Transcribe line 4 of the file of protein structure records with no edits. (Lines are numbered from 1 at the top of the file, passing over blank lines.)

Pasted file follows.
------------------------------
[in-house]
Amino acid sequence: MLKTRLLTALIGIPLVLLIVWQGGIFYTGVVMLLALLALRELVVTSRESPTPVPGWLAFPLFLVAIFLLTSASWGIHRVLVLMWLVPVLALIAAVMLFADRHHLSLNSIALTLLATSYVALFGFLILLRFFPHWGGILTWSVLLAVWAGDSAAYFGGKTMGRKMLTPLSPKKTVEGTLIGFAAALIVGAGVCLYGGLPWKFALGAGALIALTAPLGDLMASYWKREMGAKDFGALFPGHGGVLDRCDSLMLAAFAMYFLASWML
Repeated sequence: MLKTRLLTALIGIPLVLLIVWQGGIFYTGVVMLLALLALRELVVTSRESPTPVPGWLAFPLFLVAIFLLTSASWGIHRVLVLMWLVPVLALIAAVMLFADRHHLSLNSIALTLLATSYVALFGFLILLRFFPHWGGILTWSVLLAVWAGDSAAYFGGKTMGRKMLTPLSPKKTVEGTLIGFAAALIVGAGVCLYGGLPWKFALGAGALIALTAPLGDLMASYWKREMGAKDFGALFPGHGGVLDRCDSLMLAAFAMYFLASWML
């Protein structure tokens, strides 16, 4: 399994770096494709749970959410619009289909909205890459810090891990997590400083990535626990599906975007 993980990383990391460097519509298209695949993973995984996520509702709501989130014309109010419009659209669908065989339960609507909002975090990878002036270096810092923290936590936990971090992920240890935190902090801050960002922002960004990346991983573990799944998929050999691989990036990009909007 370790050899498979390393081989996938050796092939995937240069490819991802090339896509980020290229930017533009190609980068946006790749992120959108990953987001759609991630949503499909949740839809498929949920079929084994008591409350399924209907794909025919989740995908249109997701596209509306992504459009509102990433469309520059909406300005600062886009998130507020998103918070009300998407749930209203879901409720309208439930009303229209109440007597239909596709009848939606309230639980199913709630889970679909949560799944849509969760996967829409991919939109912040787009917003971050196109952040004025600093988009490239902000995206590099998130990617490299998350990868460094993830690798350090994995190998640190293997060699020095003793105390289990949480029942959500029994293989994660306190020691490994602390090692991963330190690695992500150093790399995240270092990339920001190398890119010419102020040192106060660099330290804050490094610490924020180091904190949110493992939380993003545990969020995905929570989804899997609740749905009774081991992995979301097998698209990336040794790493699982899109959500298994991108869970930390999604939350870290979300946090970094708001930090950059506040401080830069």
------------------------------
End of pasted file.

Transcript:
């Protein structure tokens, strides 16, 4: 399994770096494709749970959410619009289909909205890459810090891990997590400083990535626990599906975007 993980990383990391460097519509298209695949993973995984996520509702709501989130014309109010419009659209669908065989339960609507909002975090990878002036270096810092923290936590936990971090992920240890935190902090801050960002922002960004990346991983573990799944998929050999691989990036990009909007 370790050899498979390393081989996938050796092939995937240069490819991802090339896509980020290229930017533009190609980068946006790749992120959108990953987001759609991630949503499909949740839809498929949920079929084994008591409350399924209907794909025919989740995908249109997701596209509306992504459009509102990433469309520059909406300005600062886009998130507020998103918070009300998407749930209203879901409720309208439930009303229209109440007597239909596709009848939606309230639980199913709630889970679909949560799944849509969760996967829409991919939109912040787009917003971050196109952040004025600093988009490239902000995206590099998130990617490299998350990868460094993830690798350090994995190998640190293997060699020095003793105390289990949480029942959500029994293989994660306190020691490994602390090692991963330190690695992500150093790399995240270092990339920001190398890119010419102020040192106060660099330290804050490094610490924020180091904190949110493992939380993003545990969020995905929570989804899997609740749905009774081991992995979301097998698209990336040794790493699982899109959500298994991108869970930390999604939350870290979300946090970094708001930090950059506040401080830069």